Williams, Gareth, et al. Vikings: Life and Legend.

Ithaca, NY: Cornell University Press, 2014.

This very lavishly illustrated large-format volume was published for the international public exhibition of the same name put together by the British Museum, the National Museum of Denmark, and the Berlin State Museum. It was the first such exhibition in more than three decades, which gave the organizers the opportunity to show off a great many recent finds from many parts of Europe and the Near East (the Vikings got around) and to propose various refinements in interpretation.

The centerpiece was “Roskild 6,” the longest Norse warship yet excavated (though not that much of it actually survived above the keel), which was mounted in such a way that it could be broken down and easily transported to the next display venue.

Because it’s a companion to a visual event, the natural emphasis is on material culture, though the objects on display, which include a great many weapons and a great deal of jewelry of one kind and another, is often used to exemplify Scandinavian religion, social structure, politics, and the warrior ethos. Also, because of the intended audience for the exhibition, the book doesn’t try to move beyond a broad survey of the period 850-1050 AD, though the geographical reach is considerable. There are five broad sections (each by a different specialist), on trade and cultural contact, warfare and military expansion, political power and the aristocracy, beliefs and ritual, and the ships that were essential in making the Vikings what they were.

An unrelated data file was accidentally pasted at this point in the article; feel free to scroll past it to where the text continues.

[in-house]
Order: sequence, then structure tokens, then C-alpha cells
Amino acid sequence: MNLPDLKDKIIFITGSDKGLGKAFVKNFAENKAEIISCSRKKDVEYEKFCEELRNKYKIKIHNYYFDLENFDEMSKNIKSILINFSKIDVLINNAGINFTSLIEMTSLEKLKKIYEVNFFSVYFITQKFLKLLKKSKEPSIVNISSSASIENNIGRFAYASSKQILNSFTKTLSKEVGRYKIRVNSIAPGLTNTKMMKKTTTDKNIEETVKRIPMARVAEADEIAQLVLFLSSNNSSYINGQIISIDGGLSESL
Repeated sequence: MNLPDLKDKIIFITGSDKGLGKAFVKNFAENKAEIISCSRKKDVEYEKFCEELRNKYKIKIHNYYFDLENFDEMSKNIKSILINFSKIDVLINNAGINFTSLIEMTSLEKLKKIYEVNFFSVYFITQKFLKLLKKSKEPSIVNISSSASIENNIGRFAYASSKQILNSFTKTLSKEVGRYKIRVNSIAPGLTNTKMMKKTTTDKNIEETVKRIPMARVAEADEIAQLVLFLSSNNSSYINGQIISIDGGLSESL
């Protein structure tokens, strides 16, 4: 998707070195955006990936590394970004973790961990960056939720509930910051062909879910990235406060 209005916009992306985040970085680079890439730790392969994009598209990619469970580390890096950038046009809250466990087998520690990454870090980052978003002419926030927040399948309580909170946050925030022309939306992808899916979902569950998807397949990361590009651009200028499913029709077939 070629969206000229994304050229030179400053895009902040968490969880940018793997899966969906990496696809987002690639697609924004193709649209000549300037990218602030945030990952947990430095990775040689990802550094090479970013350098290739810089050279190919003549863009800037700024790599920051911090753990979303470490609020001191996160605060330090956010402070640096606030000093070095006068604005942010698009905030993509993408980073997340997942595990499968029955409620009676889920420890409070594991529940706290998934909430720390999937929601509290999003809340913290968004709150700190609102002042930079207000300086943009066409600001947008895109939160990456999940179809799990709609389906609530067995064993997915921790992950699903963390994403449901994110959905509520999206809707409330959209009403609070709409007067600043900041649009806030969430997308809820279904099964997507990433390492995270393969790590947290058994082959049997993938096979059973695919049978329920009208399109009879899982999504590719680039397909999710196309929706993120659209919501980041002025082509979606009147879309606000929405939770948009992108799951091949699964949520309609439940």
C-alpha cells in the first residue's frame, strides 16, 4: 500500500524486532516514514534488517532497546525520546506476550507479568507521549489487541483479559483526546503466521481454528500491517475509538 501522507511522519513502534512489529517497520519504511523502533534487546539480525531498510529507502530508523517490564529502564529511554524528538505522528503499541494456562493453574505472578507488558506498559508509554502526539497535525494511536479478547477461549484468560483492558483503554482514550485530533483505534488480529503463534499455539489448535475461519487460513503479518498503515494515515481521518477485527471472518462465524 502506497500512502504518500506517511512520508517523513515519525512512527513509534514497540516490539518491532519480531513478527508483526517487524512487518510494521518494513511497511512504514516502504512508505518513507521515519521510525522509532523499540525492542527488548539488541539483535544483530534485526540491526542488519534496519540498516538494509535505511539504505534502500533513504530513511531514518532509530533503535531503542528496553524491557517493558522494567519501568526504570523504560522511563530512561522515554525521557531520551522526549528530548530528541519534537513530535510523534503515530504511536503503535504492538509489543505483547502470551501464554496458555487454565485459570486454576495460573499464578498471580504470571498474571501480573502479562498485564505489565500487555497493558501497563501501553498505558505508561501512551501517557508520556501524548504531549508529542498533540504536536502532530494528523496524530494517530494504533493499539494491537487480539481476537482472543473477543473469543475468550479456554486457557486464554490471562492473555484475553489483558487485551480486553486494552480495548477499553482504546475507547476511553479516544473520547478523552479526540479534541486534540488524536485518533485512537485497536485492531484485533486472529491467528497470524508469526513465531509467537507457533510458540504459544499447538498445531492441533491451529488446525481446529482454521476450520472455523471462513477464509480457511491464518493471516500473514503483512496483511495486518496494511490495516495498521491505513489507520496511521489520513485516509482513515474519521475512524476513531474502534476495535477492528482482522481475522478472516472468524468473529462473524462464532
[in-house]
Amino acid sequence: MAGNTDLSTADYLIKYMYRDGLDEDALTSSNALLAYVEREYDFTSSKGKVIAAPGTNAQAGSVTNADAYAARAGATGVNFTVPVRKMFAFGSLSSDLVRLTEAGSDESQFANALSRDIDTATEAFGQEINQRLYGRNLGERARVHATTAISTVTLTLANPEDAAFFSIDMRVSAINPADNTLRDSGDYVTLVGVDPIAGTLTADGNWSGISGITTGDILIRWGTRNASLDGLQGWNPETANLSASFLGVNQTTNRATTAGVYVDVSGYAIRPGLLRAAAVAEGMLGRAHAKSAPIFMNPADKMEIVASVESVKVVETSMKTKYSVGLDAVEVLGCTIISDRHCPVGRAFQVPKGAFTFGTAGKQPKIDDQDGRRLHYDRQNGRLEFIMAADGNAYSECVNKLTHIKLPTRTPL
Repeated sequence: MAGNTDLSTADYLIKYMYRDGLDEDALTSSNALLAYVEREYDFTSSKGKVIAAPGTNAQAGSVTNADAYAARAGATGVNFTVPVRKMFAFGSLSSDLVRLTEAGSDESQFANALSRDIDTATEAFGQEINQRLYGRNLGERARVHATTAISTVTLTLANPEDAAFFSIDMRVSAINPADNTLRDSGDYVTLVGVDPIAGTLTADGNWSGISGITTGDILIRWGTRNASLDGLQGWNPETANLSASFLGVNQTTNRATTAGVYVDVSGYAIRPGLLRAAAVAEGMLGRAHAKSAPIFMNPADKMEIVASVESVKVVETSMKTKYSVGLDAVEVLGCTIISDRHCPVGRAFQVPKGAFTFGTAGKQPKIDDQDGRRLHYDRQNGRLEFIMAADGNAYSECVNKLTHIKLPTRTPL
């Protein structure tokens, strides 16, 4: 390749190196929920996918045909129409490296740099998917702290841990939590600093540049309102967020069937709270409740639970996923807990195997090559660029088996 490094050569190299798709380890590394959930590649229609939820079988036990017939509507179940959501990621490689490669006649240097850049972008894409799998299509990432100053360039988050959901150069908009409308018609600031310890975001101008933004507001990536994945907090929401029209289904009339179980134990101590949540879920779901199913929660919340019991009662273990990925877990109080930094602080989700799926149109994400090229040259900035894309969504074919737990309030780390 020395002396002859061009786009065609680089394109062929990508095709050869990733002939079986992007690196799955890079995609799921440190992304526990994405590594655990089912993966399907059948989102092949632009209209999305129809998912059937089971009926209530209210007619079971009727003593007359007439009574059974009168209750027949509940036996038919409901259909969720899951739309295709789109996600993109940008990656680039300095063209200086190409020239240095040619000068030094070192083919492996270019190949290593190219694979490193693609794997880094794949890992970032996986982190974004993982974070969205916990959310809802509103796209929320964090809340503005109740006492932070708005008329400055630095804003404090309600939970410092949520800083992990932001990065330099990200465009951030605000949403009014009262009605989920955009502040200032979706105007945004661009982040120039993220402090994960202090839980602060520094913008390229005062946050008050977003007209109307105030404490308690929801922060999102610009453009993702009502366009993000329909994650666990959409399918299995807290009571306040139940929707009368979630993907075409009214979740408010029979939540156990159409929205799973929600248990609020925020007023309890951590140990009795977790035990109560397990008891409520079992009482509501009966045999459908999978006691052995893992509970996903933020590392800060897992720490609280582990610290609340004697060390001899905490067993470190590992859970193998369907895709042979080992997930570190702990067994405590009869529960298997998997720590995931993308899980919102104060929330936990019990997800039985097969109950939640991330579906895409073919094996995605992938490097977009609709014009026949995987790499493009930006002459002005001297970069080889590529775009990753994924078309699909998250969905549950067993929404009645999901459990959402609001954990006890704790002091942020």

The photography is of very high quality, though, so even the experienced student of the period, who is unlikely to learn much that’s new, will nevertheless drool over the pictures, all of them in color. And they do provide an extensive bibliography.


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